Friday night, I was invited by the folks at Belmont Village to the open house of their new community in Cardiff by the Sea, California. For those of you who don’t know, Cardiff is about 30 minutes north of San Diego and is, well, by the sea. Cardiff holds a sweet spot in my heart, because it happens to the area where I grew up and where my mom had her stroke. I drove by that spot hundreds of times over the years.
Many of you already know that I am fascinating by the shift that is occurring in assisted living. The average assisted living resident is well over 80 years old, and providers must satisfy this demographic to be successful today. But these communities will be around for many years to come, so providers must also plan for a dramatic shift in the lifestyle requirements of incoming boomers who need care.
So how do you build for today and plan for tomorrow?
I think the folks at Belmont really nailed it when they built the Cardiff community. Thanks to a private tour from one of their executives (thanks, Doug!), I was able to spend some quality time at the community and share what I found.
Belmont’s Cardiff community is located across the street from an estuary and about 3 miles from the beach. The field behind the estuary is home to weekend hot air balloon rides and has been for many years. If you’re up before 10am, you’ll be stunned by the beauty of 10+ balloons either taking off or floating in the skyline.
As you can see from the picture at the top of the post, the community entrance is quite elegant and has a country club or resort feel to it.
Levels of Care
This community is home to independent living, assisted living and Alzheimer’s/dementia care through their Circle of Friends program. The building is four stories with each level of care occupying a different wing of the building. Various amenities and social areas connect the different wings.
One differentiator that impressed me was their providing 24-hour nursing care. This is not a requirement for assisted living communities in California and provides an extra peace of mind that many families will find helpful. Medication is dispensed from LVNs – again something not required. But since many seniors take a variety of medications, it’s a nice touch to invest in LVNs for this service.
The independent living apartments are offered in a variety of sizes from studios to two bedroom apartments. The design and décor was both current and highly functional, reminding of a new housing development. The independent living wing was built in a horseshoe shape with a large full and chairs in the middle. You could tell the balconies overlooking the pool would be prime real estate and a social center for the community.
The assisted living apartments shared the same décor and were a little smaller as one would expect. They Belmont takes an “aging in place” approach enabling independent living residents to stay in their apartments should they later require assisted living. Well thought!
Many assisted living communities provide somewhat similar amenities – some do a better job than others and some have very unique ways of offering them. Below are the amenities I thought were unique about this community.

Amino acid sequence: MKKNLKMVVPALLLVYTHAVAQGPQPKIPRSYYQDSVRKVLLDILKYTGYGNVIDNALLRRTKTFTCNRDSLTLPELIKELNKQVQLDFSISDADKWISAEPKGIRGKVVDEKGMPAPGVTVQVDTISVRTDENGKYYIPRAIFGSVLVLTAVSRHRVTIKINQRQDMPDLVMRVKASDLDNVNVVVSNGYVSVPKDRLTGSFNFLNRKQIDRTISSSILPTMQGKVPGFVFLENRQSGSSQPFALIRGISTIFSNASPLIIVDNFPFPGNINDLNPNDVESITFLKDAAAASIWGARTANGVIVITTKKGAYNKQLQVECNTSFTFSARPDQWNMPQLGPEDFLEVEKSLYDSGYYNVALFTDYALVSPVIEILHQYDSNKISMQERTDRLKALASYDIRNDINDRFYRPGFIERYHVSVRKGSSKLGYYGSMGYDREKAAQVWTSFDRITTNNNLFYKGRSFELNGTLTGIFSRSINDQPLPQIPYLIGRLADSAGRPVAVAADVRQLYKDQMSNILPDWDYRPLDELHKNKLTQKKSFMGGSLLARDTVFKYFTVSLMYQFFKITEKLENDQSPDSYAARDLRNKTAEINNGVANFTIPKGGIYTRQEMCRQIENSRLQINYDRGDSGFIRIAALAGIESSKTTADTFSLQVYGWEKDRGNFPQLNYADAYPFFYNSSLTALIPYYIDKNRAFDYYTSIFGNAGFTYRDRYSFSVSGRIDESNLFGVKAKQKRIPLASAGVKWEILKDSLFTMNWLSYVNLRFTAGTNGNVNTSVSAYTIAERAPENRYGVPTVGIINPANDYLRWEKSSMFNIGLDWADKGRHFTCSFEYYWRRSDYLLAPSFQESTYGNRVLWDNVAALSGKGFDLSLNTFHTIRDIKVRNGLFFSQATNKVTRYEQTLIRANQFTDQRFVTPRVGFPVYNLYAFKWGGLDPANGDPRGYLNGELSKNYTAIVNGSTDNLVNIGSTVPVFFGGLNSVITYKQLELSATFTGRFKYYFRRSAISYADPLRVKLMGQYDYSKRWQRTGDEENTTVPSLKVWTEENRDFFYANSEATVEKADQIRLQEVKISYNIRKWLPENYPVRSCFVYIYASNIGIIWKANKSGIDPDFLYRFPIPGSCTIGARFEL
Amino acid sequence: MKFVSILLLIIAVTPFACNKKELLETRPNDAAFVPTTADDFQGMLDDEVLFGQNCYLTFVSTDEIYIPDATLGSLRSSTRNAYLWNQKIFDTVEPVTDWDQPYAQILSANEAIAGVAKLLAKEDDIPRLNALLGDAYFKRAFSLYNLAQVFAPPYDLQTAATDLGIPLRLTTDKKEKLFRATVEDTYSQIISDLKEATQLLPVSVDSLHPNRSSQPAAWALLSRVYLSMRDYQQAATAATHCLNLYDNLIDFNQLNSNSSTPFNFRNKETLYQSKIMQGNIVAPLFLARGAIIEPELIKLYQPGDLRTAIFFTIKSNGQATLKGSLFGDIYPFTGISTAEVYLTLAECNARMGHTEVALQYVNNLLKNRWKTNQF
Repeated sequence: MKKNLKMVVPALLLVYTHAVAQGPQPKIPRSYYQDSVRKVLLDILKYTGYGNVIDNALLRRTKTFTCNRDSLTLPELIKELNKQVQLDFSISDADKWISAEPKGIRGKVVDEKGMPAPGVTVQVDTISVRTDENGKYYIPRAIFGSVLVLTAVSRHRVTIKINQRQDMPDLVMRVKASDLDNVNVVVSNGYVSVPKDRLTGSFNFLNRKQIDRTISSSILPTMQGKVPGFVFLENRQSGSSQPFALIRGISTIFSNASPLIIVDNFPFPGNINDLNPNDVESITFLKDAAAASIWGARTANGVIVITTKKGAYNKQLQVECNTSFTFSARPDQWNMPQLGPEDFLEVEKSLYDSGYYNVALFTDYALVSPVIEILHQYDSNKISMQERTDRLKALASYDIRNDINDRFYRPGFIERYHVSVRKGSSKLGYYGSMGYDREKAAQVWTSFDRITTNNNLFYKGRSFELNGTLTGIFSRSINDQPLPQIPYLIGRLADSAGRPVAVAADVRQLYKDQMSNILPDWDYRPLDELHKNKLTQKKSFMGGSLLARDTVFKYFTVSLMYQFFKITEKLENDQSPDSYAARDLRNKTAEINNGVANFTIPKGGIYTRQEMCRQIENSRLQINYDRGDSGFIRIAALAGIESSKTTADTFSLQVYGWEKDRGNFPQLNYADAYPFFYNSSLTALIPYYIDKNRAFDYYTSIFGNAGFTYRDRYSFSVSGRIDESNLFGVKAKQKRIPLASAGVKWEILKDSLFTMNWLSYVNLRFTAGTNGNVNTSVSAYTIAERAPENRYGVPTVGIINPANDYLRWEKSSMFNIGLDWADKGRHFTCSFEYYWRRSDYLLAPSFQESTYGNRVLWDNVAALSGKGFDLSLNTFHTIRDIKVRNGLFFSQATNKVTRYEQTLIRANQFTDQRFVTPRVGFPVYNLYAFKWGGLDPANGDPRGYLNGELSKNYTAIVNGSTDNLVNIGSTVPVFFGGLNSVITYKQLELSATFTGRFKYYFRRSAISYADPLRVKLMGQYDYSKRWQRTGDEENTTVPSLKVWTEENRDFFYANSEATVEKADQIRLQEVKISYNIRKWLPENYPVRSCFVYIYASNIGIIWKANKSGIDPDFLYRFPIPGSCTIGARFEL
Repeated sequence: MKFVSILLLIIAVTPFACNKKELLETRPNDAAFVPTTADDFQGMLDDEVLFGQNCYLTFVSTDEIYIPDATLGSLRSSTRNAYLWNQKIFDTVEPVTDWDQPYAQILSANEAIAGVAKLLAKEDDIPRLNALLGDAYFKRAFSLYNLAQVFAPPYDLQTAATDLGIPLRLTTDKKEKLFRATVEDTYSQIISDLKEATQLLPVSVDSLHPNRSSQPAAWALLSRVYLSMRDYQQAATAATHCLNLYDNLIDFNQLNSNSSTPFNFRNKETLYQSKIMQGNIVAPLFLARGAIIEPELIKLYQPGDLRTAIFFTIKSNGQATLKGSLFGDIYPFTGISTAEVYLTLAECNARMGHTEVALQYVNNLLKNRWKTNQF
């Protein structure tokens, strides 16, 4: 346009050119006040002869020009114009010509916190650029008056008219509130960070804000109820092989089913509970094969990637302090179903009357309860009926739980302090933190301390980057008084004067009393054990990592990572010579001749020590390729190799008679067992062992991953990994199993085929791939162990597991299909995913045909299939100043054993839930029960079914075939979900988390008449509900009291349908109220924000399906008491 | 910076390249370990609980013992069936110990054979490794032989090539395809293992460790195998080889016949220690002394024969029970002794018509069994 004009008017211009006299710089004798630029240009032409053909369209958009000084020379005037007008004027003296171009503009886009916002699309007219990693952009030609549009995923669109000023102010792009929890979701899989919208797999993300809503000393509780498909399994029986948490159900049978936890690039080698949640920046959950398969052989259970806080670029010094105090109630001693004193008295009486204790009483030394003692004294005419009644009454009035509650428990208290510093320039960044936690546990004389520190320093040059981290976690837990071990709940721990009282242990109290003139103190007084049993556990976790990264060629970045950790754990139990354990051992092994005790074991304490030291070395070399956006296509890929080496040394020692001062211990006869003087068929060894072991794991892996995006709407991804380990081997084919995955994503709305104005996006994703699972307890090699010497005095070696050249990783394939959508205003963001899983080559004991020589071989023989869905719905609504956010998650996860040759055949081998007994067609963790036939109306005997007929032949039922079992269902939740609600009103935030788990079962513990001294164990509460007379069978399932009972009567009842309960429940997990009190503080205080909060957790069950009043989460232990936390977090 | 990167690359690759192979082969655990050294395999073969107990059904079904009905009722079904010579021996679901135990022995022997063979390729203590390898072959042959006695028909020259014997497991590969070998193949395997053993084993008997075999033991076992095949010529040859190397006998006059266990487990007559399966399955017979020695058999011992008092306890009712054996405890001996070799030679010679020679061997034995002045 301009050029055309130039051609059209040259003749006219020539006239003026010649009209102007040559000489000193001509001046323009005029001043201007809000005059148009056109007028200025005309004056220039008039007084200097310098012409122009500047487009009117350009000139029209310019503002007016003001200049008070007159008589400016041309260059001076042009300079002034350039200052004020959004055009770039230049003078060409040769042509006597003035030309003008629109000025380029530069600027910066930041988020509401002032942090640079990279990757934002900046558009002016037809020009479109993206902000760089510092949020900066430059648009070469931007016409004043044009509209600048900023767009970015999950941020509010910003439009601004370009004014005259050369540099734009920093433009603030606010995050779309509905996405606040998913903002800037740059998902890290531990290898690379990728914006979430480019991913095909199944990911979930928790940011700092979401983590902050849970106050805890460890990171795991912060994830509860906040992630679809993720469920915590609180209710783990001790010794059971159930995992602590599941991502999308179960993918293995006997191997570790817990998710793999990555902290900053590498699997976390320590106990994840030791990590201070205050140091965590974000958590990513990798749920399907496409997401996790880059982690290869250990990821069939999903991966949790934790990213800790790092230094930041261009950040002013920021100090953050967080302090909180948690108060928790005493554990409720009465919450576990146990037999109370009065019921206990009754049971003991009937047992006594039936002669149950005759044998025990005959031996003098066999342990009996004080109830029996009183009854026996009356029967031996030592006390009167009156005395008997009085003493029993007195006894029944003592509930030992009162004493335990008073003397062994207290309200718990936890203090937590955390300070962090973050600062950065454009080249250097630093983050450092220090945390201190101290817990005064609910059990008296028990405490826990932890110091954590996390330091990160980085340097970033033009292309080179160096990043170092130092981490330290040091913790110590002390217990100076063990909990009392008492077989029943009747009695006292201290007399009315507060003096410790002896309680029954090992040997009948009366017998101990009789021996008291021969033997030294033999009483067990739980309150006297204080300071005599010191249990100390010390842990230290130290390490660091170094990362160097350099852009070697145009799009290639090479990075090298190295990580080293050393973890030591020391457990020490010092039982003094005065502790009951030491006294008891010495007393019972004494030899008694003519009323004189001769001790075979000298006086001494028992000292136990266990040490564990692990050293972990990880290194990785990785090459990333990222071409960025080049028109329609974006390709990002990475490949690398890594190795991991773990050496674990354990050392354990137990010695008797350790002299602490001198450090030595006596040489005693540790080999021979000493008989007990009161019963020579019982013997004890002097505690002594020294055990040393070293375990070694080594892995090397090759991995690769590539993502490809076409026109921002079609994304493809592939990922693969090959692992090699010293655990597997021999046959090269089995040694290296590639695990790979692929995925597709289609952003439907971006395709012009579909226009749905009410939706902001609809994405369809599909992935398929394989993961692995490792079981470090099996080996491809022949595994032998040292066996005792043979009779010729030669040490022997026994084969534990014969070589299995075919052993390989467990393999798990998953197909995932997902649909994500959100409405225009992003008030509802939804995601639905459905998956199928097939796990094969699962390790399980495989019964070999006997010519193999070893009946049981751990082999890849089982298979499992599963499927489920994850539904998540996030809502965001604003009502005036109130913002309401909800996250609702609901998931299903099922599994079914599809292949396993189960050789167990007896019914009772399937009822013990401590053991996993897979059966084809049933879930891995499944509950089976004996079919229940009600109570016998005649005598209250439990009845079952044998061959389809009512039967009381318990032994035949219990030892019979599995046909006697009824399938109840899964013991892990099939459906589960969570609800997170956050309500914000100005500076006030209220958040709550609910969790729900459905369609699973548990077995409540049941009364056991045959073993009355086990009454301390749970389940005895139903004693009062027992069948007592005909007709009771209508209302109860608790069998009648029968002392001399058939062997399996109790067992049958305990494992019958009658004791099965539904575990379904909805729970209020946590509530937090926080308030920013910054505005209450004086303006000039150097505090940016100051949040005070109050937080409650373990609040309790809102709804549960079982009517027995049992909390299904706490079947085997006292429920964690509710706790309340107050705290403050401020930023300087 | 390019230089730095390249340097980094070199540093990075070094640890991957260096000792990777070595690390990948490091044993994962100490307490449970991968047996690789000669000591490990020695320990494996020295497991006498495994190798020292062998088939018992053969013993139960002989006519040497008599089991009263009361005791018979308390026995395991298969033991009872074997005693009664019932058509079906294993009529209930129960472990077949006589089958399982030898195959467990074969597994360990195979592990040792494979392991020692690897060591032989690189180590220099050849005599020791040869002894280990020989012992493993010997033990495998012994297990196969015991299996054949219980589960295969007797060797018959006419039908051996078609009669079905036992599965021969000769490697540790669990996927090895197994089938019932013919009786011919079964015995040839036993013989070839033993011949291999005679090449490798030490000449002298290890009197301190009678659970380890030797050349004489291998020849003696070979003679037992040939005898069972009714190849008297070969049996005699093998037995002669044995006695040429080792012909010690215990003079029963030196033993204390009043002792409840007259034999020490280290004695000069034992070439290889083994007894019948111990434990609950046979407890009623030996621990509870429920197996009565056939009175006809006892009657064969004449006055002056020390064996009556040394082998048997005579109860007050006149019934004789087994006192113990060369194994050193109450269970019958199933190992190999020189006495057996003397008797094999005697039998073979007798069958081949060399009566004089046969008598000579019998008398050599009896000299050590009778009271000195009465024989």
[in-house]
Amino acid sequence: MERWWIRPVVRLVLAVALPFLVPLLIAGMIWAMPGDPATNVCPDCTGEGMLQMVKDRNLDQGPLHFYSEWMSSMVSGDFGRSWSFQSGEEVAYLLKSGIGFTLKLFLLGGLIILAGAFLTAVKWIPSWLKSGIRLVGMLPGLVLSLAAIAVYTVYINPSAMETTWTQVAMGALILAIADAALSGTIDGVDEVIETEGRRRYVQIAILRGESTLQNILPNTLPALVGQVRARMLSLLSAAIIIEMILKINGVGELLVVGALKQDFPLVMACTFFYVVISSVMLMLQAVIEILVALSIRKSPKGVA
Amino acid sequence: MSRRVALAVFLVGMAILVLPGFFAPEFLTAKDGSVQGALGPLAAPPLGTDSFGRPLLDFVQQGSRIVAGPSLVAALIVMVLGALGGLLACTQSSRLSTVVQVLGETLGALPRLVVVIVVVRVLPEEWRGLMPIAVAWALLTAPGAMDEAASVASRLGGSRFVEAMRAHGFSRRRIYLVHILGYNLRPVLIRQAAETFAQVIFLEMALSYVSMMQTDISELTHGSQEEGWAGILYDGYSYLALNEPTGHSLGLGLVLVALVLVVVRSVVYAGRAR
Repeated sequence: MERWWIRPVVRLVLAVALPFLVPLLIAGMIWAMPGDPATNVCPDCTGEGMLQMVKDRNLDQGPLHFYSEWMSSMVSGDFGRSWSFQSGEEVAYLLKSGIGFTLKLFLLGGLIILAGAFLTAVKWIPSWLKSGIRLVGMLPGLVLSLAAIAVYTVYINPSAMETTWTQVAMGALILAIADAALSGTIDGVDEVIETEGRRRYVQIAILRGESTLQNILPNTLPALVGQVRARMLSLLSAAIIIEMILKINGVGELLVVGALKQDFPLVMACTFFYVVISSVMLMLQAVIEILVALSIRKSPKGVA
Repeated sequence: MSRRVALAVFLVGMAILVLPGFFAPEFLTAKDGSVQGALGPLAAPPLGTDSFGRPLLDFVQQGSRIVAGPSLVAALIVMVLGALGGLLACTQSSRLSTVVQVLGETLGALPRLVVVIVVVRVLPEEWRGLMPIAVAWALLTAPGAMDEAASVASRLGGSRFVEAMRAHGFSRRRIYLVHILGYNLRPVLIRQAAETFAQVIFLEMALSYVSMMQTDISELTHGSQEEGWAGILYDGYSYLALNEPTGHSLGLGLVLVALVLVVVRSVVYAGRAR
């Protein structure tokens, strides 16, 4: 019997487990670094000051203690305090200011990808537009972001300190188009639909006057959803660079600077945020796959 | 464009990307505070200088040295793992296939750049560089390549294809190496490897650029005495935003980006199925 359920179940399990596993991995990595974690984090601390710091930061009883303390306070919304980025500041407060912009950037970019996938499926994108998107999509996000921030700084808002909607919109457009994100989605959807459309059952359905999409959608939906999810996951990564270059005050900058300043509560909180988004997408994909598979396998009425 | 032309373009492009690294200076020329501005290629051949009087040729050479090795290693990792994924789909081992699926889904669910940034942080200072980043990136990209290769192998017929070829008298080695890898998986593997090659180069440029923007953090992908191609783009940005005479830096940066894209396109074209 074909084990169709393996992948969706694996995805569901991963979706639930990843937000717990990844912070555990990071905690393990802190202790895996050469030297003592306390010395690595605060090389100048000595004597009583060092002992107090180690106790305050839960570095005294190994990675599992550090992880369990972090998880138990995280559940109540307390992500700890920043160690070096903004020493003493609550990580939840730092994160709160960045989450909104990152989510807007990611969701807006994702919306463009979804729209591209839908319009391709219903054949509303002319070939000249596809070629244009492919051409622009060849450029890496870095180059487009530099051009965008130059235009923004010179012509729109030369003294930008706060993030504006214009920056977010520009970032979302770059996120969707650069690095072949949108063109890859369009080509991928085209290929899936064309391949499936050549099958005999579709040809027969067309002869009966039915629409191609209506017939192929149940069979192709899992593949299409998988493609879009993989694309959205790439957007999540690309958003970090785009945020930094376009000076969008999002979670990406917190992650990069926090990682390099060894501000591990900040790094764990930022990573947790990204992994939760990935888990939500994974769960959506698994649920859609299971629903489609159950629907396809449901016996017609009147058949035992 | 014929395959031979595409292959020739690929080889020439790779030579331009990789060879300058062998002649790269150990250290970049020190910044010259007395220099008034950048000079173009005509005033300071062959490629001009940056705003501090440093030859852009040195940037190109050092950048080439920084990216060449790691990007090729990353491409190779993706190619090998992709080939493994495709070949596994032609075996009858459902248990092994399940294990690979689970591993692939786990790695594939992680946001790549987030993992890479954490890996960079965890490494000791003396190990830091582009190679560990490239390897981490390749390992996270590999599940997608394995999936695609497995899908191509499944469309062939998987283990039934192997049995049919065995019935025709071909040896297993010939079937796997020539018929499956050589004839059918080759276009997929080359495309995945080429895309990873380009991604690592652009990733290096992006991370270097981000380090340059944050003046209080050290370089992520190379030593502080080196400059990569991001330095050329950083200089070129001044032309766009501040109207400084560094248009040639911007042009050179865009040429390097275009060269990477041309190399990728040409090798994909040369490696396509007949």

- Wireless Internet. The community had several Wi-Fi hotspots throughout the community, a sign they are building for today and planning for tomorrow.
- Bar Bistro. What better fit for wireless Internet than an in-house coffee shop? Offering coffee drinks, pastries and small snacks, I could tell the Bar Bistro would give a positive and social vibe to residents.
- Life Enhancement Room. This was the community gym. Not only was the room itself large, but it was filled with cardio equipment, therapy equipment and an aerobics mirror. The room was staffed by a trainer with physical therapy experience and a masseuse. The goal of this room is to rehabilitate and integrate exercise into the residents’ lives. As someone who is always at the gym, this is a great perk. And the stories of residents who had made real progress was very inspiring.
- Club Room. For you guys out there, this is the MAN ROOM. Complete with plasma, bar, a wine locker and a bumper pool table, I wish I had this room in my house. At my mom’s community, there was always a conflict between those residents that wanted to watch the USC football game and the ones that wanted to hear the volunteer piano player. The Club Room solves this problem… and then some.
- Theater. The theater was a near replica of a traditional movie theater. With a big screen and enough real theater seating for around 30 people, I could imagine the room turning movie night into an exciting event. The Belmont folks even had an authentic popcorn machine.
- Center for Learning. The Center for Learning offered a combination of computer room/game room. The computers were outfitted with large text keyboards – something I never even thought of, but what a great touch. Teaching my mom the computer was always a challenge, and they took the extra steps to make it easy.
Wrapping it All Up
I think you can tell from the article that I was very impressed with the community. Newer communities often have the flexibility of new construction, but they lose the warmth of a more mature building. With the Cardiff community, I think they did a good job of keeping both.